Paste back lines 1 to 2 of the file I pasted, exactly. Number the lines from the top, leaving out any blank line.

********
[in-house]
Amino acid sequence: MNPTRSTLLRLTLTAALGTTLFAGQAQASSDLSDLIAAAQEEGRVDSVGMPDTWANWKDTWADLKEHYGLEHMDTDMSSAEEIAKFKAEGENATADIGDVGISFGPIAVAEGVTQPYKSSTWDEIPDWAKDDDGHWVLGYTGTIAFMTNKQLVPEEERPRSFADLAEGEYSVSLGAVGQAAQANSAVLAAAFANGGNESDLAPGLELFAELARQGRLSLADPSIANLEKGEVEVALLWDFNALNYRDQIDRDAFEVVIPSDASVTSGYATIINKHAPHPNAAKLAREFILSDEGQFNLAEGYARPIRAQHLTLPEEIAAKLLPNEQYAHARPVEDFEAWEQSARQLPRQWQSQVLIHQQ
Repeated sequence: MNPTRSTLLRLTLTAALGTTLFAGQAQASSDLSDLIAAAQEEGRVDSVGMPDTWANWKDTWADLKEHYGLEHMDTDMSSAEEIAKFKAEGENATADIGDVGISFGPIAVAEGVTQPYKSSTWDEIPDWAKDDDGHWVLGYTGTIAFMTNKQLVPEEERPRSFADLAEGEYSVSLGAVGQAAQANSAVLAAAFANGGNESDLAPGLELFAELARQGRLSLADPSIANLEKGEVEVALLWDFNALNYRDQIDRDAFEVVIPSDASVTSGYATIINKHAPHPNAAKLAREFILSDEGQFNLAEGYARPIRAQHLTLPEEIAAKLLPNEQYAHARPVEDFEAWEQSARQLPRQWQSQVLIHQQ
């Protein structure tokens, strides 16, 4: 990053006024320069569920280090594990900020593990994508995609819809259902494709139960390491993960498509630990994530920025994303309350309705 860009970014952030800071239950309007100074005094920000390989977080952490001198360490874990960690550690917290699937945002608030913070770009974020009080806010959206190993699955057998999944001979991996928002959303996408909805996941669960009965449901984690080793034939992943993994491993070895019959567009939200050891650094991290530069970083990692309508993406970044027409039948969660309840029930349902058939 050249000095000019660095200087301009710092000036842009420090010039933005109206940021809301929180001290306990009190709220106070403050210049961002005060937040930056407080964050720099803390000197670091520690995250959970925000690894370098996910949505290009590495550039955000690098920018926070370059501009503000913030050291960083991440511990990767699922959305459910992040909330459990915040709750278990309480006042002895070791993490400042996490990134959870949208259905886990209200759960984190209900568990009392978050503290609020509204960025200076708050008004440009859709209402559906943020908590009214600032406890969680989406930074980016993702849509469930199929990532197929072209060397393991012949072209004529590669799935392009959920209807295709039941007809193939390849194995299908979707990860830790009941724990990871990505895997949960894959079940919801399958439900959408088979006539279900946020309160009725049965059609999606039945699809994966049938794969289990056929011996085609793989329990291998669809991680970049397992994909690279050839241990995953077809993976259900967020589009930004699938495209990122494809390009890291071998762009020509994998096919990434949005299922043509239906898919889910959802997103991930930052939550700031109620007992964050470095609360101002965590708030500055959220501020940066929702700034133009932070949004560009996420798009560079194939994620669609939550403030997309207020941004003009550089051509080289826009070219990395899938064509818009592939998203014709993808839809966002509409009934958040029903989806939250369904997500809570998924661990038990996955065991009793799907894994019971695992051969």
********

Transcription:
[in-house]
Amino acid sequence: MNPTRSTLLRLTLTAALGTTLFAGQAQASSDLSDLIAAAQEEGRVDSVGMPDTWANWKDTWADLKEHYGLEHMDTDMSSAEEIAKFKAEGENATADIGDVGISFGPIAVAEGVTQPYKSSTWDEIPDWAKDDDGHWVLGYTGTIAFMTNKQLVPEEERPRSFADLAEGEYSVSLGAVGQAAQANSAVLAAAFANGGNESDLAPGLELFAELARQGRLSLADPSIANLEKGEVEVALLWDFNALNYRDQIDRDAFEVVIPSDASVTSGYATIINKHAPHPNAAKLAREFILSDEGQFNLAEGYARPIRAQHLTLPEEIAAKLLPNEQYAHARPVEDFEAWEQSARQLPRQWQSQVLIHQQ